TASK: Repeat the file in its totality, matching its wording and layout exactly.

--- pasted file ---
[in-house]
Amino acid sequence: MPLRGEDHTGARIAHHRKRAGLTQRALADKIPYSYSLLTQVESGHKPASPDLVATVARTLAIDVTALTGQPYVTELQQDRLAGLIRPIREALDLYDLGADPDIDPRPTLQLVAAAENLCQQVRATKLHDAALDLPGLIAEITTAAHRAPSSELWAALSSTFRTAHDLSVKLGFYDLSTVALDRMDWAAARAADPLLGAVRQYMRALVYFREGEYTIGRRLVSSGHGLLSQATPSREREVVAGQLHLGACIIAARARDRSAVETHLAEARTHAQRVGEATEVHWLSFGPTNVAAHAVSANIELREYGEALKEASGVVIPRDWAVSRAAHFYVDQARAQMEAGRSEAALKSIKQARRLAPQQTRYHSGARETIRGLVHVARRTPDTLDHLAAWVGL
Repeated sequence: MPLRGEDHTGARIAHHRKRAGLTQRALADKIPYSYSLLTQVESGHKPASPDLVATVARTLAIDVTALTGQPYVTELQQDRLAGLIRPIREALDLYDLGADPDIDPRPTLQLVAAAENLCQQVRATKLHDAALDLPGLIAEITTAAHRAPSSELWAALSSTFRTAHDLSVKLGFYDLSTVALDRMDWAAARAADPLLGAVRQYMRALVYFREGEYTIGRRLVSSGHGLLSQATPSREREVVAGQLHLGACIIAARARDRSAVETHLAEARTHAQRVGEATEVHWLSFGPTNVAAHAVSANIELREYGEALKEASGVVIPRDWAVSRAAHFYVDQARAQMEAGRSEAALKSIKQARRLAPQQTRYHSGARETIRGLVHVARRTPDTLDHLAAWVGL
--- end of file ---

[in-house]
Amino acid sequence: MPLRGEDHTGARIAHHRKRAGLTQRALADKIPYSYSLLTQVESGHKPASPDLVATVARTLAIDVTALTGQPYVTELQQDRLAGLIRPIREALDLYDLGADPDIDPRPTLQLVAAAENLCQQVRATKLHDAALDLPGLIAEITTAAHRAPSSELWAALSSTFRTAHDLSVKLGFYDLSTVALDRMDWAAARAADPLLGAVRQYMRALVYFREGEYTIGRRLVSSGHGLLSQATPSREREVVAGQLHLGACIIAARARDRSAVETHLAEARTHAQRVGEATEVHWLSFGPTNVAAHAVSANIELREYGEALKEASGVVIPRDWAVSRAAHFYVDQARAQMEAGRSEAALKSIKQARRLAPQQTRYHSGARETIRGLVHVARRTPDTLDHLAAWVGL
Repeated sequence: MPLRGEDHTGARIAHHRKRAGLTQRALADKIPYSYSLLTQVESGHKPASPDLVATVARTLAIDVTALTGQPYVTELQQDRLAGLIRPIREALDLYDLGADPDIDPRPTLQLVAAAENLCQQVRATKLHDAALDLPGLIAEITTAAHRAPSSELWAALSSTFRTAHDLSVKLGFYDLSTVALDRMDWAAARAADPLLGAVRQYMRALVYFREGEYTIGRRLVSSGHGLLSQATPSREREVVAGQLHLGACIIAARARDRSAVETHLAEARTHAQRVGEATEVHWLSFGPTNVAAHAVSANIELREYGEALKEASGVVIPRDWAVSRAAHFYVDQARAQMEAGRSEAALKSIKQARRLAPQQTRYHSGARETIRGLVHVARRTPDTLDHLAAWVGL